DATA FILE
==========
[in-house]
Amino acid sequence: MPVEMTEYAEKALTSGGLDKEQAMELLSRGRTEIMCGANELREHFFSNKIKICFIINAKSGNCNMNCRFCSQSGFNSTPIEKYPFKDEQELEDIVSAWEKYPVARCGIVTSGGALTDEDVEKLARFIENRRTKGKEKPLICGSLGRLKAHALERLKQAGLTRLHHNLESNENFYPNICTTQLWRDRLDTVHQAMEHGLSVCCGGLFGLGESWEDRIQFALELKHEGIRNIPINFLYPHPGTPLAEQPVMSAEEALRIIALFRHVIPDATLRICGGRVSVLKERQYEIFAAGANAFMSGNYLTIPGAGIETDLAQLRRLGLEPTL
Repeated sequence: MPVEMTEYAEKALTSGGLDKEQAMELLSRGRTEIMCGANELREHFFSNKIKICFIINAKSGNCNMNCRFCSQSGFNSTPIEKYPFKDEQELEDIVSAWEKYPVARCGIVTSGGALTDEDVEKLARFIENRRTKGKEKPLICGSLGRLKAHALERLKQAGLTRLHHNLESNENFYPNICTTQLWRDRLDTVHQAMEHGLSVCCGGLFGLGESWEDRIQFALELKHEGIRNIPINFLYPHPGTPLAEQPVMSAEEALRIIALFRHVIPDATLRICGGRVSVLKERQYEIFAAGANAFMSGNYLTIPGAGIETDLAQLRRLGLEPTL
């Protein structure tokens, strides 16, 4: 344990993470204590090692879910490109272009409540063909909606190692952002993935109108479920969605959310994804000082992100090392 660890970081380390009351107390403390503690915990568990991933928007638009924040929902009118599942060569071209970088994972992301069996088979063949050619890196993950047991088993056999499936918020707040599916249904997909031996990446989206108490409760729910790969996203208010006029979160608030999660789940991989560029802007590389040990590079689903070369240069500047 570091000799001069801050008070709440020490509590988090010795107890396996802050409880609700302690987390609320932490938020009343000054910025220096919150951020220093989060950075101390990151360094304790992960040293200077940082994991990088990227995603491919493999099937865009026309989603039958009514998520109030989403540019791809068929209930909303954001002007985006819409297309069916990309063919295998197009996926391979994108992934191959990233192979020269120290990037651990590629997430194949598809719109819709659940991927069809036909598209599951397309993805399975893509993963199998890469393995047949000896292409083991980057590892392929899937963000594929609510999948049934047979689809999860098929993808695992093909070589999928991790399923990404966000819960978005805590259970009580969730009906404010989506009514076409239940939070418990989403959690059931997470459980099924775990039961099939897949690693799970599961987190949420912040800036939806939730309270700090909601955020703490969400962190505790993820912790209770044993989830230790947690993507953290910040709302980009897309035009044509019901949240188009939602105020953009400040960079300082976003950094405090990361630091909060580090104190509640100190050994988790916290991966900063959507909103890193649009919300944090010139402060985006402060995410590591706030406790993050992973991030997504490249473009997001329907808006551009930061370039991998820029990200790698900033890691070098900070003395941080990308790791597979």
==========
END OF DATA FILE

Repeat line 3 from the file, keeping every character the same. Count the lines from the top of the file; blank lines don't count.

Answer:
Repeated sequence: MPVEMTEYAEKALTSGGLDKEQAMELLSRGRTEIMCGANELREHFFSNKIKICFIINAKSGNCNMNCRFCSQSGFNSTPIEKYPFKDEQELEDIVSAWEKYPVARCGIVTSGGALTDEDVEKLARFIENRRTKGKEKPLICGSLGRLKAHALERLKQAGLTRLHHNLESNENFYPNICTTQLWRDRLDTVHQAMEHGLSVCCGGLFGLGESWEDRIQFALELKHEGIRNIPINFLYPHPGTPLAEQPVMSAEEALRIIALFRHVIPDATLRICGGRVSVLKERQYEIFAAGANAFMSGNYLTIPGAGIETDLAQLRRLGLEPTL